By Art Holliday
St. Louis (KSDK) - For most kids doing this, hopping on a bike is a rite of passage and sign of summer, but children with disabilities sometimes get left out.
NewsChannel 5's Art Holliday found a bike camp that's inclusive. It's a program called "Lose the Training Wheels." It's becoming a huge success all over the United States and Canada.
At the bike camp the children are special, and so are the bikes.
The bike camp at South Technical High School has 32 children, most with Down syndrome, some with autism, and other disabilities.
Thanks to the camp, they're allowed to experience the joy of bike riding, a priceless feeling for a parent.
"It's something you don't know if they're going to pickup or they're going to be able to do," said David Hughes.
Hughes watched proudly as his two sons, 8-year-old Jacob and 11-year-old Jacob, learned to ride.
You know the saying it's not rocket science? In the case of the specially designed bikes used in this program, riding a bike is rocket science because a retired college professor used rocket science technology to design the bikes.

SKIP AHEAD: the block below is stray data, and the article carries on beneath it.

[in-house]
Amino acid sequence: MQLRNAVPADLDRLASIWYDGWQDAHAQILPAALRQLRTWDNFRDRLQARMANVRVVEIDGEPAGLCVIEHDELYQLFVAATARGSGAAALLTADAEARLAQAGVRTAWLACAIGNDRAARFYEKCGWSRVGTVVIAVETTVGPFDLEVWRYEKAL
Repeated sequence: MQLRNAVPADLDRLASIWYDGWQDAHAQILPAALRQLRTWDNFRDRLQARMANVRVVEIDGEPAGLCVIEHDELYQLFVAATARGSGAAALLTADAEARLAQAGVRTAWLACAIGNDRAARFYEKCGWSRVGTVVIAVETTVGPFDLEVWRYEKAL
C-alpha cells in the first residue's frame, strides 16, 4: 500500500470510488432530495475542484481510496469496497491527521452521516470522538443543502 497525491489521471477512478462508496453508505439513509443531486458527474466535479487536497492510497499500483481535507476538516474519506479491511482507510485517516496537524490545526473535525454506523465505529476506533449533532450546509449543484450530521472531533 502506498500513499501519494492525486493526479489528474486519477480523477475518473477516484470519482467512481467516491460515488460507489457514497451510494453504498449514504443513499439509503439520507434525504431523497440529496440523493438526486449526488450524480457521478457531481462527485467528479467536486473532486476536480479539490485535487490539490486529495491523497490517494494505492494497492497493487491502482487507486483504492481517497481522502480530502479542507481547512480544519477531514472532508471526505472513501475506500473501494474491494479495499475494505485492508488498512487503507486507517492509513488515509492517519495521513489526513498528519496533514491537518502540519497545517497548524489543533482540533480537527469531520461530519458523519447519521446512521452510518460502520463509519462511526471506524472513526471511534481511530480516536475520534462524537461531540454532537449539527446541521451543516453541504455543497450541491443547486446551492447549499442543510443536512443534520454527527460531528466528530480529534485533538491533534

"I physically hand craft and build each one of these bikes," said Richard Klein.
Before retiring, 73-year-old Klein was a mechanical engineering professor at the University of Illinois. What started as an assignment for his students turned into years of research about adapted bikes.
Specially designed rollers take the place of training wheels, and there's a handle on the back of the bike in case a volunteer has to assist a biker.
Klein has built hundreds of bikes and visits many of the 85 bike camps all over the US and Canada.
"We start off with a very simple bike and then as the child progresses more we give the child more challenge, and ah-ha! They're riding a bike," said Klein. "And it fills me up and gives me a reason to get up each morning."
The Lydia Cox Family Foundation supports the local bike camp.
Lydia, a child with Down syndrome, died three years ago.
Her mother says having her daughter's name attached to this week-long bike camp is an emotional gift for her family.
"And by Friday, God willing, and with the help of Lydia and everybody, because we have five sessions, this is just the first session, everybody will be riding two wheels," said Suzie Risher.
Local sponsors for Lose the Training Wheels Bike Camp include the Pujols Family Foundation, the Down Syndrome Association of Greater St. Louis, and the Lydia Cox Family Foundation.
Riding a bike is something many of us take for granted, but it's a special event for the kids at this camp because it increases their self confidence and self esteem.